Being a new parent can feel overwhelming

Overwhelmed mother with baby

There is nothing quite as life-changing as becoming a parent. As a childless person you may have imagined what it would be like to become a parent. Maybe you pictured yourself rocking a sweet, sleeping baby; having fun picking out cute clothes; kicking a ball around with a three-year-old; laughing together.

“They” say nothing truly prepares you for parenthood. A friend likened it to when two people first move in together. You suddenly need to compromise and consider the other person’s needs. You find there are things you love about living with your partner, and yet there are other things that you don’t love. There can be disagreements and many moments that are not quite the picture of domestic bliss you had imagined. You might even find yourself at times grieving for the life you once had. This does not mean that you don’t love your partner, but things are now very different for you.

No matter how badly you wanted to become a parent, you may feel frustrated, anxious, alone, sad or even angry at times. Adjusting to life with a new baby can be a very overwhelming time for parents. If feelings of anxiety, sadness or anger persist for several weeks, you may be experiencing a perinatal mood disorder.

A definition from Mother Reach website:

You are not alone. It’s not your fault. Help is available.

Share how you are feeling with your family doctor, midwife or other health professional.

Check out the many resources for parents dealing with perinatal mood disorders in Halton Region.

Try to take good care of yourself by getting enough sleep and rest; eating healthier foods; and by being active. Consider attending a local peer support group to speak with other new parents who have also been affected by perinatal mood disorders. Other parents struggle too, and talking about these feelings together can help you feel less alone and give you tips for coping.

Below is a video showing women honestly sharing their struggles with perinatal mood disorder:

For help in Halton for perinatal mood disorders, or to share your experience, there are many ways you can connect with us directly:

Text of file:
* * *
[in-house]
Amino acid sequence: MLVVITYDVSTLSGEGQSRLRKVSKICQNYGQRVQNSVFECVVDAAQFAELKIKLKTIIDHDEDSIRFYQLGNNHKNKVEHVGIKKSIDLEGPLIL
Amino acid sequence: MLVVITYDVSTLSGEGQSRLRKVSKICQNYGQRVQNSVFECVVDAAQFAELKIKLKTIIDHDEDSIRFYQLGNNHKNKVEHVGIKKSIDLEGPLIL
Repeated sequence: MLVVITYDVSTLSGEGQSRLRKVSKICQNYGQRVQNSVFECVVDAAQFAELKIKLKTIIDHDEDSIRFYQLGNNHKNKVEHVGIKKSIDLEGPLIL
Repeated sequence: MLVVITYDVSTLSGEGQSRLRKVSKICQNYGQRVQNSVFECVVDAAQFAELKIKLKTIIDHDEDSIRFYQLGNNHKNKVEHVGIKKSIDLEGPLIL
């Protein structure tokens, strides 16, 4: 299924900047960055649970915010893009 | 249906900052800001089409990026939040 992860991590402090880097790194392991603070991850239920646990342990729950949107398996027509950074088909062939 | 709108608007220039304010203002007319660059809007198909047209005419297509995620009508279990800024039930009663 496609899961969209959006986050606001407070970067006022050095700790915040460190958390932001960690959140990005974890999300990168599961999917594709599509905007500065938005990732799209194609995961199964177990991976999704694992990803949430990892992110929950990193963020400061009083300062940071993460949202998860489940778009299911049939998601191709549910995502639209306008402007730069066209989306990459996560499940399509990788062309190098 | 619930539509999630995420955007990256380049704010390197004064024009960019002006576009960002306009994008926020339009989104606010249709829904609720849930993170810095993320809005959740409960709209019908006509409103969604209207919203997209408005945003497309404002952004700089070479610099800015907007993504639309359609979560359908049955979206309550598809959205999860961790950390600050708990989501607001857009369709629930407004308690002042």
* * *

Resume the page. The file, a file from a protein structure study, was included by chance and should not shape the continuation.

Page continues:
For parenting information or to speak with a Public Health Nurse (every Monday to Friday from 8:30 a.m. to 4:30 p.m.) simply dial 311 or 905-825-6000.

About Andrea Scott RN

I’m a public health nurse with the HaltonParents team – you'll find me on Facebook, Twitter and on this blog, writing about all things parenting. I’ve been working for the Halton Region Health Department since 2006 and my focus has been on supporting parents with babies and little kids. I have two little ones myself, “Pumpkin” and “Monkey” who give me plenty to write about! :)
This entry was posted in Babies, Depression & Anxiety After Birth, Depression & Anxiety During Pregnancy, Parenting, Parenting Your Baby, Pregnancy and tagged , , , , , , , , , , , , . Bookmark the permalink.

2 Responses to Being a new parent can feel overwhelming

  1. Janet Sivenrs says:

    Andrea, you are so right to say that nothing truly prepares you for motherhood. it is a wonderful, exhausting, and overwhelming adventure. With time and support most of us do very well. Thank you for drawing attention to perinatal mood disorders and letting families know there are support groups in Halton and public health nurses always willing to listen!

  2. Andrea Scott says:

    Thanks for your comment, Janet! 🙂


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